By SUSAN CALLAHAN, Associate Editor and Featured Columnist
Back in 2010, researchers in Canada studying recent immigrants noticed something startling --- almost all of them were dangerously deficient in Vitamin D. As a result, many of the migrants who had come from sunny regions of the world, to snowy, dark Canada, suffered from osteoporosis, arthritis, fragile bones and other debilitating health conditions.
"This is a really great example of how ...immigrating to Canada can be dangerous or bad for your health, said Dr. Kevin Pottie of the University of Ottawa.
The most efficient way to get enough Vitamin D is through exposure to the sun. The body makes Vitamin D after skin is exposed for a minimal amount fo time to direct sunlight. For fair-skinned people, exposure to direct sunlight in warmer months for 10 to 15 minutes creates about 25,000 IUs of Vitamin D, about 30 times the daily recommended minimum of 800 IUs for people over 50, and almost 40 days worth of the minimum of 600 IUs recommended by the US Vitamin D Council for people under 50.
This study and others highlighted the need for Vitamin D supplements for many people, and especially for darker-skinned people who live in Northern Hemisphere areas.
But Vitamin D Can Deposit Calcium and Cause Blocked Arteries
A little known effect of taking Vitamin D, if you take more than your body needs, is that the excess Vitamin D can get deposited in your arteries.
Vitamin D increases the body's uptake of calcium, many studies have proven, including a 2011 study from University of Medicine and Dentistry of New Jersey- New Jersey Medical School.
A 2015 study by Dr. Katarzyna Maresz of Poland's The International Science and Health Foundation Vitamin D made the next crucial connection. The higher calcium levels accelerate deposits of calcium in soft tissues and blood vessel walls.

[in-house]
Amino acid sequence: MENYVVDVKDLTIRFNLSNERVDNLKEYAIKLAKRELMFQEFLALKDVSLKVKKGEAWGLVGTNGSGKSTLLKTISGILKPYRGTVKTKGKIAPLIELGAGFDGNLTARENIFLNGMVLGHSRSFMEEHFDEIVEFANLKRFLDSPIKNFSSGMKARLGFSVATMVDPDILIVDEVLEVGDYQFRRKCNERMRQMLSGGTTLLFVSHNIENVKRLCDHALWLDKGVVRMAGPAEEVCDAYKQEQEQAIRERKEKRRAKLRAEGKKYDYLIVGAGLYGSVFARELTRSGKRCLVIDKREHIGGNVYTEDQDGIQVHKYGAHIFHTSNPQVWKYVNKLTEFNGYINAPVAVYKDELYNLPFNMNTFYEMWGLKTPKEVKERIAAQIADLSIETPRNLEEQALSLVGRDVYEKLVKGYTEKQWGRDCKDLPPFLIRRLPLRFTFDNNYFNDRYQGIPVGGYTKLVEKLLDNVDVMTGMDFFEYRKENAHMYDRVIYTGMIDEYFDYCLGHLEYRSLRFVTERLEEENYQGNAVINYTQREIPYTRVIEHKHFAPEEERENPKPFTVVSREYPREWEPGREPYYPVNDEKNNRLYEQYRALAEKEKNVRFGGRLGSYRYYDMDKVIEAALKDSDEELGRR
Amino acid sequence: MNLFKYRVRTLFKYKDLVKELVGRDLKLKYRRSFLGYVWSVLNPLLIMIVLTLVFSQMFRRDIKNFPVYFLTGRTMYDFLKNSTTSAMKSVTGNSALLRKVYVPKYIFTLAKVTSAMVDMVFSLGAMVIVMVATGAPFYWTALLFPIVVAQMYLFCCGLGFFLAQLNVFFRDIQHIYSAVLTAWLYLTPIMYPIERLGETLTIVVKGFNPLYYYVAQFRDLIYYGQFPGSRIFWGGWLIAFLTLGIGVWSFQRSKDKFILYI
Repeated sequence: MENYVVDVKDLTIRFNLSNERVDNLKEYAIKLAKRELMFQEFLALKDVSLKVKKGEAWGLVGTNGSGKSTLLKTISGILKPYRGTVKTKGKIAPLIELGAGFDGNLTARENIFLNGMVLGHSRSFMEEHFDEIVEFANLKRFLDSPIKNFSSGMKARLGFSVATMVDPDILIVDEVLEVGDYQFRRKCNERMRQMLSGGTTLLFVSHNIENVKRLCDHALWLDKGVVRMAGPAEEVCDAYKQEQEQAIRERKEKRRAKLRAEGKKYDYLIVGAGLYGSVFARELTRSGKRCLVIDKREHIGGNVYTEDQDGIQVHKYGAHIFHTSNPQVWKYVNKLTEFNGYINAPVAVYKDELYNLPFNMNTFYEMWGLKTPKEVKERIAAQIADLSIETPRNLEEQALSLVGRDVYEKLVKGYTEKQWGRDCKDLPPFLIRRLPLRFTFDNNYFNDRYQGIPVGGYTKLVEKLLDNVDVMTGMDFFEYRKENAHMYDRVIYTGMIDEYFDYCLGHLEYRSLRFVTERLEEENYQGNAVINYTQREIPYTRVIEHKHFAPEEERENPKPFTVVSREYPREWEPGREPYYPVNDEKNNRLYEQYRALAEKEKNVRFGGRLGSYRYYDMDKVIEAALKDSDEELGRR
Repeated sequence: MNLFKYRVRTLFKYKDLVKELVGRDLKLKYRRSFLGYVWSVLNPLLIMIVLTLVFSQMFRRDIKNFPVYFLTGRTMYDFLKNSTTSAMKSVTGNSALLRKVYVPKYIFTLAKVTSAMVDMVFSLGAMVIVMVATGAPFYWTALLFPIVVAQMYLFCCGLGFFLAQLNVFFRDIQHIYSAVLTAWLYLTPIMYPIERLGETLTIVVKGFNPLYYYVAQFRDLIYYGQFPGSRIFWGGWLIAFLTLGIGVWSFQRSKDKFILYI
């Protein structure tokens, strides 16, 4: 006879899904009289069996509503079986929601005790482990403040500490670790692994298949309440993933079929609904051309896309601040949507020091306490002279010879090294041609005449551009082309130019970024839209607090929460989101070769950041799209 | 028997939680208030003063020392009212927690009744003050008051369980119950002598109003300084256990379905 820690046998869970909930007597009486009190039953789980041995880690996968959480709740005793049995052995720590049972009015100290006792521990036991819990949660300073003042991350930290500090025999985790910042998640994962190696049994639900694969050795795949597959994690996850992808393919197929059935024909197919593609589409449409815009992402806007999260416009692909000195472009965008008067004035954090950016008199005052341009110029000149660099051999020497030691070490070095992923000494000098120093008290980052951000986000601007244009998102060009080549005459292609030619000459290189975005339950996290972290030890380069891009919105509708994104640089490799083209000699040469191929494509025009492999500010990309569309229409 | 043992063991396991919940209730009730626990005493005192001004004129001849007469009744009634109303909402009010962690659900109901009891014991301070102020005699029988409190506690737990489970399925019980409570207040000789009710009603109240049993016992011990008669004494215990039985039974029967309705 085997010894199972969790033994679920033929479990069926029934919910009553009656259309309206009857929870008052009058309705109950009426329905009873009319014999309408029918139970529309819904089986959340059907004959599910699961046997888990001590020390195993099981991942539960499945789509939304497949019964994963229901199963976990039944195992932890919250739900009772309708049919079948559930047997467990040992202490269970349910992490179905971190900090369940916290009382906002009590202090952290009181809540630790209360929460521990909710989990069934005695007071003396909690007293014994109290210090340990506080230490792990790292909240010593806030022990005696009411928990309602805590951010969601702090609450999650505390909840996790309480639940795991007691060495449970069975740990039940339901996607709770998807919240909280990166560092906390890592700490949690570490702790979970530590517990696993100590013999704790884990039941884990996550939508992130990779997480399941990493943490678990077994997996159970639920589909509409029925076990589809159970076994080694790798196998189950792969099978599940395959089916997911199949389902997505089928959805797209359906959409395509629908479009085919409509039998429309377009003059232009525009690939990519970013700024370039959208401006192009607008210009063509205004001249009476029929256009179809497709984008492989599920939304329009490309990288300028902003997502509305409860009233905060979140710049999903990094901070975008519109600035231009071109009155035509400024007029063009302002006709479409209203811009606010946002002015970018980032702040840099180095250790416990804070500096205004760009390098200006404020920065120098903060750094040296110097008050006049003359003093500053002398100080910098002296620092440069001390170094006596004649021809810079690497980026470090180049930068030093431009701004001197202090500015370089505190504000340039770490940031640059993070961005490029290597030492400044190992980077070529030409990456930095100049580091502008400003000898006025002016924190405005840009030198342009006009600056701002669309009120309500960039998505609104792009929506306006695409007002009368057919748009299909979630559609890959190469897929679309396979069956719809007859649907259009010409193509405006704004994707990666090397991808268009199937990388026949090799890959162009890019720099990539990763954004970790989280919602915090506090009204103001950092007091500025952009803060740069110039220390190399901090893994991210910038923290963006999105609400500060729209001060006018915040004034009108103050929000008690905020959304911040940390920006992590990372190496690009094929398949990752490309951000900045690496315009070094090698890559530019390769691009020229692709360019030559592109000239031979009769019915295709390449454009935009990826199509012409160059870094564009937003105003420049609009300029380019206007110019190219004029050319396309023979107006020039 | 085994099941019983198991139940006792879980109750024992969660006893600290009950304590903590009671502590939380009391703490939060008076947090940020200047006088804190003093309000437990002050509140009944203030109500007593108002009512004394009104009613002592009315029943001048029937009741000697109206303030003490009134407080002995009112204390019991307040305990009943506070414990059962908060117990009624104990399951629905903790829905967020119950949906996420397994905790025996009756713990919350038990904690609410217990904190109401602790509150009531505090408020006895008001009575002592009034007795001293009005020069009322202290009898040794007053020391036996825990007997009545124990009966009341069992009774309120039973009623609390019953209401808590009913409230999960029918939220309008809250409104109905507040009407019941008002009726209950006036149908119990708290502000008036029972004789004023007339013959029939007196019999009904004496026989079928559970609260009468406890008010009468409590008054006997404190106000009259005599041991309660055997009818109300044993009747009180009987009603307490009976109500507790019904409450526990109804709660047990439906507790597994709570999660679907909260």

The increased calcium deposits in artery walls increased the risk of heart attack by up to 86%.
Fortunately, there is another Vitamin which can help remove the excess calcium --- Vitamin K
Vitamin K Removes Excess Calcium from Artery Walls
There actually are two forms of Vitamin K, K1 and K2. Vitamin K1 is used to help blood clot. In essence, it keeps you from bleeding to death after you nick your finger. Vitamin K1 is found in green leafy vegetables such as spinach.
Vitamin K2, on the other hand, is produced by bacteria found in eggs, dairy (gouda cheese is especially rich in K2), meat and fermented foods such as sauerkraut and natto.
Although both forms of Vitamin K are needed to inhibit calcification of your arteries, it is Vitamin K2 that plays the larger role in removing excess calcium.
Vitamin K2 removes calcium by triggering MGP (matrix GLA protein), which prevents calcium from adhering to artery walls.
A 2004 study of 4,807 men and women found that taking Vitamin K2, even without Vitamin K1, lowers deaths from cardiovascular issues related to arterial calcification by 50%.
The study, from Erasmus Medical Center in Rotterman, the Netherlands, found that people over 55 who take only 32 mcg of Vitamin K2 daily experience a 50% drop in cardiac deaths. They also experience a 25% reduction in deaths from any cause.
You will be able to get the critical 32 mcg of Vitamin K from these foods:
1. Natto -- 2 ounces contain 100 mcg. This fermented food is a part of the traditional Japanese diet and may be a part of the reason that the Japanese live, on average, longer than any other people on Earth.
2. Sauerkraut -- A cup contains between 18.5 to 50 mcg, depending on the preparation. Never cook the sauerkraut as this lowers the levels of Vitamin K produced from the bacteria
3. Gouda cheese -- one ounce contains 20 mcg of Vitamin K
Bottom line ---Adding Vitamin D to your diet can help to stave off hip fractures, osteoporosis and even lower your risk for depression. However, Vitamin D, alone, actually increases your risk of heart disease. So, don't take Vitamin D supplements unless you are also, faithfully, adding rich sources of Vitamin K to your diet as well.